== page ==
RE: Open Source Database Questions
Date: Tue, 9 Jun 2009 18:17:08 -0400
Moreso the former, in that they say it's compliant with TPC-C spec X.Y, and they have some bright people working on the project, but no one from the TPC organization have put their official stamp of approval. Presumably they have re-implemented the same schema, query requirements, keying, etc. as the TPC-C, but like many open-source projects, I certainly haven't dug into the source code and looked, nor am I aware of those who have.
The other thing that "audited" TPC-C/H/E results offer is that there's a whole slew of rules above and beyond the spec itself that the solution has to abide by. You have to provide validated, real-world pricing, you have to disclose all of your configuration information, you have to physically have someone from one of the two auditing firms there while you do the runs, you have to pass recoverability tests, etc. etc, all of which are incredibly involved and make you expose a fair bit of the secret sauce of how you do things.
This is why many startups/more proprietary/non-corporate funded organizations don't bother to deal with TPC results. The way they look at it, it's just a "speeds and feeds" argument, and most people today buy on functionality, manageability, supportability, etc. etc., and the opportunity cost to do one of these audited engagements is very significant.
So, things like jTPCC are totally useless for comparing against audited TPC-C results, since it's only a small piece of the puzzle. But, if you want to arbitrarily benchmark your database against two different storage arrays, or two different OSes on the same hardware, etc. etc. - i.e. jTPCC always against other jTPCC results, you can feel confident you're getting something that roughly approximates and is probably at least very very close, the same TPC-C spec that is considered the "gold standard" for OLTP workloads.
From: Niall Litchfield [mailto:niall.litchfield_at_gmail.com]
Sent: Tuesday, June 09, 2009 6:08 PM
To: Matthew Zito
Cc: Richard.Goulet_at_parexel.com; regdba_at_yahoo.com; Oracle-l Subject: Re: Open Source Database Questions
so does that mean that jtpcc scores are non-audited in the 'smart people verify it and show how it's done, but we don't pay them' sense, or in the 'we published a score and called it jtpcc' sense. If it's repeatable and clear then in my book it counts. If it's the same class as "8 out of 10 cat owners say their cats prefer it" as the second approach is well, chalk one up to big business.
On Tue, Jun 9, 2009 at 4:14 PM, Matthew Zito <mzito_at_gridapp.com> wrote:
The open-source database options at this point - postgres, mysql, ingres, etc. all have totally valid use cases in the enterprise today. Basically, Postgres is the most stable, as Dick says, similar concepts to Oracle, but not nearly as flexible as MySQL and with fewer features. MySQL offers a couple of different kinds of replication and clustering, different types of tablespaces, interchangeable storage engines, etc., but is comparably stable to Postgres. Ingres is a little more nichey, but definitely workable.
The big differentiation is the amount of community knowledge - there's a lot of good information on tuning, configuring MySQL out in the wild, and if you wanted to purchase commercial support for MySQL there's a couple of different avenues. For PostgreSQL your best bet is to go get EnterpriseDB, which claims Oracle compatibility, though my understanding is that "compatibility" is relative.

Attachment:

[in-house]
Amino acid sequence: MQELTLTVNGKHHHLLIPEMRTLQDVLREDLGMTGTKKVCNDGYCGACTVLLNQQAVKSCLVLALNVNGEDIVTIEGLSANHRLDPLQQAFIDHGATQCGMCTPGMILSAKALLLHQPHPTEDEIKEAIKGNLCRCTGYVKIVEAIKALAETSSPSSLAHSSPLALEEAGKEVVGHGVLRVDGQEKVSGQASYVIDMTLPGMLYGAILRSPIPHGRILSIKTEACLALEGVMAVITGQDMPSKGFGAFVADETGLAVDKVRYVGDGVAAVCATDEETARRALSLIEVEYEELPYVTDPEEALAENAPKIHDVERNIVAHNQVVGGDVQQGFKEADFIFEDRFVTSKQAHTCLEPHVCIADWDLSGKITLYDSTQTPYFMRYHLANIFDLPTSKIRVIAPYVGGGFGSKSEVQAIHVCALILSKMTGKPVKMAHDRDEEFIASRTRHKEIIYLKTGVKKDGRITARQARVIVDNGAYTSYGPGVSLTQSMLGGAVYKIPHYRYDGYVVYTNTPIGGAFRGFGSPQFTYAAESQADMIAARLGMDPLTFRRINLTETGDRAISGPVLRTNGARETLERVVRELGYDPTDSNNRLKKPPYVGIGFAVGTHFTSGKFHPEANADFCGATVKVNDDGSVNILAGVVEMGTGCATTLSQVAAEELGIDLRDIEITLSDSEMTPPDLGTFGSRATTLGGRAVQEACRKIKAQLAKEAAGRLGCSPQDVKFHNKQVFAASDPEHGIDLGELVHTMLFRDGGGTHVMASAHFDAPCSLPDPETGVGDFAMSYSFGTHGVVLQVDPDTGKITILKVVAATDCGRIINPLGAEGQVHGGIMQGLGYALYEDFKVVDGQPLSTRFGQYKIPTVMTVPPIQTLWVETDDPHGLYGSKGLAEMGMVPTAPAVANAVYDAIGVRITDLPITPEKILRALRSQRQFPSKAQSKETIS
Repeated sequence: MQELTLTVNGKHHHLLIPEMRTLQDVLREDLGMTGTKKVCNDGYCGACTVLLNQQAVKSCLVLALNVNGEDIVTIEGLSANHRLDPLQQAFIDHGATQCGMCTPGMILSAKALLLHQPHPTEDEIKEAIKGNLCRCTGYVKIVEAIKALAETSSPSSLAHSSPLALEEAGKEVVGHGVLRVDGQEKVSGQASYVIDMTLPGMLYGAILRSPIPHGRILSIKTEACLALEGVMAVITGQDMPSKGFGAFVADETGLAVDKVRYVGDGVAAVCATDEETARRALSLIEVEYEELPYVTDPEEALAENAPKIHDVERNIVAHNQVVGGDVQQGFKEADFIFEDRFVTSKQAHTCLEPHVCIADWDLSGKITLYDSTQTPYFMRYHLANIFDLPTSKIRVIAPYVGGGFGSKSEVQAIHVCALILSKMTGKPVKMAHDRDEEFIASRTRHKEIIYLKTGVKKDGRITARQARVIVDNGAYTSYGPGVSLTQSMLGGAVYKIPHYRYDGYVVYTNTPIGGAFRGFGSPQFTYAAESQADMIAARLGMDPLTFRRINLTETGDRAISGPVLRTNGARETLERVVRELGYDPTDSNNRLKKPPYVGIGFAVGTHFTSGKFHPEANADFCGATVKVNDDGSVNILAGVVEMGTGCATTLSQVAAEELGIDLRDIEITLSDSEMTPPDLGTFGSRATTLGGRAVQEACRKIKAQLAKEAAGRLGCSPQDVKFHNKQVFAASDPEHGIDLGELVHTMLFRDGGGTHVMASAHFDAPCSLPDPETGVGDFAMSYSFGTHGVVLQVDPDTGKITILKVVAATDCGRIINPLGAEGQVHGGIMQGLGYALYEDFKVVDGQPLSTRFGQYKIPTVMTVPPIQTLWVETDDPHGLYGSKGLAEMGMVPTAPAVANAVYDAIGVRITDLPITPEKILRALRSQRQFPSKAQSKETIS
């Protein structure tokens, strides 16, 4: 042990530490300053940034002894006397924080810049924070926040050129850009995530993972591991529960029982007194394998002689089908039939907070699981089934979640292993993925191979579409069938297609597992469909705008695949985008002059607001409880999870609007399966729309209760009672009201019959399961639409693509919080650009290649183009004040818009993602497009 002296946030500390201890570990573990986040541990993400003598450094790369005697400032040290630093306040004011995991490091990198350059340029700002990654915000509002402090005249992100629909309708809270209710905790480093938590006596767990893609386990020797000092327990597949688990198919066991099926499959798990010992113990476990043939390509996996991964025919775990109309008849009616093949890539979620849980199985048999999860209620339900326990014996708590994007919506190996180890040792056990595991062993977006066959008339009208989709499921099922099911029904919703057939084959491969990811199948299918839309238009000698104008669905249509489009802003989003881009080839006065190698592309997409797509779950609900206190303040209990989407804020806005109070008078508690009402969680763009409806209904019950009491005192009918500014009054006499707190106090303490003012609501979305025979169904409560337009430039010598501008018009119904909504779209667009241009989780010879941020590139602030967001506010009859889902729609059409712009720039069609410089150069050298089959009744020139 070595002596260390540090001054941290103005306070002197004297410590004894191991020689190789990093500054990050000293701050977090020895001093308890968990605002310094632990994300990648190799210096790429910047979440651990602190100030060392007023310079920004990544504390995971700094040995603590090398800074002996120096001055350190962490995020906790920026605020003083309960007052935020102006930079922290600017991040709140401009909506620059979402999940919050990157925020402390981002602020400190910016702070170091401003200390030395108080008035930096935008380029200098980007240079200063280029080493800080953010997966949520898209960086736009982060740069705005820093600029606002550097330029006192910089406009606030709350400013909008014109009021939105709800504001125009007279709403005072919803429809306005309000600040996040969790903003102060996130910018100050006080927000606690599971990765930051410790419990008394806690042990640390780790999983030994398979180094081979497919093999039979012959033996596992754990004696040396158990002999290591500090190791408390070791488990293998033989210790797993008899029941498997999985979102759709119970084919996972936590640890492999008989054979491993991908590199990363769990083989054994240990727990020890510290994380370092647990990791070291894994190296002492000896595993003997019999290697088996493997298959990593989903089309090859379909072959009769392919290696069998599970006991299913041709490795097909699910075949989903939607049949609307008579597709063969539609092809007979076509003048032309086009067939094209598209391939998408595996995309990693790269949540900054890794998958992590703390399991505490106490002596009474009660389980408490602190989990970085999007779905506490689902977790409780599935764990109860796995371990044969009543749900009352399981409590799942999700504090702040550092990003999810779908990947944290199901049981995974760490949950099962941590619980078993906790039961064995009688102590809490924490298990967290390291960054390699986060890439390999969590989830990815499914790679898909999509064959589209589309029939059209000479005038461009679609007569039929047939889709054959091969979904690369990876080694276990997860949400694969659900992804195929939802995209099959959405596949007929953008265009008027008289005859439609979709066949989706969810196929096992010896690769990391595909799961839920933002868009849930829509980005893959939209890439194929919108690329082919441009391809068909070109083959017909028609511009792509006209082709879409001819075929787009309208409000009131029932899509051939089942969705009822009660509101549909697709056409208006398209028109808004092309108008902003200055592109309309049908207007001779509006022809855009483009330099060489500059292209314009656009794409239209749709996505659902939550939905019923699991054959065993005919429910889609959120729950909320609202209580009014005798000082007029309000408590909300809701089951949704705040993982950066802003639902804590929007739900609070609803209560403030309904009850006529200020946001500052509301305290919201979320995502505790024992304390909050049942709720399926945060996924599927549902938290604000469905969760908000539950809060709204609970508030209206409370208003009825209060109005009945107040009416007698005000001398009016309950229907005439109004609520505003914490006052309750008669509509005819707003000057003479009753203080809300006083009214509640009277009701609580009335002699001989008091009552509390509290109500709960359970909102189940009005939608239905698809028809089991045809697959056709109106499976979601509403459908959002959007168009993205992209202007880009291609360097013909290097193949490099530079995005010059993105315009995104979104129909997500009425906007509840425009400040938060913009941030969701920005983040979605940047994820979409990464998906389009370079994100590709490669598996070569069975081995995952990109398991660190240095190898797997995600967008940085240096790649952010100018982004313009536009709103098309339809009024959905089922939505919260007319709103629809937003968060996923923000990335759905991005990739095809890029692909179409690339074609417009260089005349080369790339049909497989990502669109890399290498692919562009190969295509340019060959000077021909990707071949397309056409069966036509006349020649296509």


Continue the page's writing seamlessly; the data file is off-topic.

The reason that they're using JTPCC is that it costs money to have an "audited" TPC-C run, and non-trivial amounts. Consequently, a lot of open-source projects can't afford or don't want to try to compete with certified benchmarks, so instead they use non-audited reimplementations of the various benchmarks.
From: oracle-l-bounce_at_freelists.org on behalf of Goulet, Richard Sent: Tue 6/9/2009 11:06 AM
To: regdba_at_yahoo.com; Oracle-l
Subject: RE: Open Source Database Questions
From past experience (which had the same motives) take a serious look at PostGreSql(http://www.postgresql.org/). The latest versions have a lot in common with Oracle, though not everything, so it's a lot easier to transition from one to the other.
Senior Oracle DBA
[mailto:oracle-l-bounce_at_freelists.org] On Behalf Of Peter Barnett Sent: Tuesday, June 09, 2009 10:53 AM
Subject: Open Source Database Questions
Because of the current economy we are being encouraged to consider open source databases.
One of the vendors has referenced a JTPCC benchmark which is an open source Java version of TPCC. Has anyone heard of JTPCC? Is it in any way truly comparable to TPCC? Keep in mind that I am skeptical of TPCC so this may be a loaded question.
Is anyone currently using open source databases in production? Our typical database is approximately 200G but the range is 50G to 3.5T. One of our typical databases has approximately 200 distinct users at any one time. Any thoughts on a sweet spot for open source databases?
This does all come down to money! I am pretty sure that we will have an open source database inhouse by year end. The major question is how best to use it.
Database Technologies Lead
http://www.freelists.org/webpage/oracle-l Received on Tue Jun 09 2009 - 17:17:08 CDT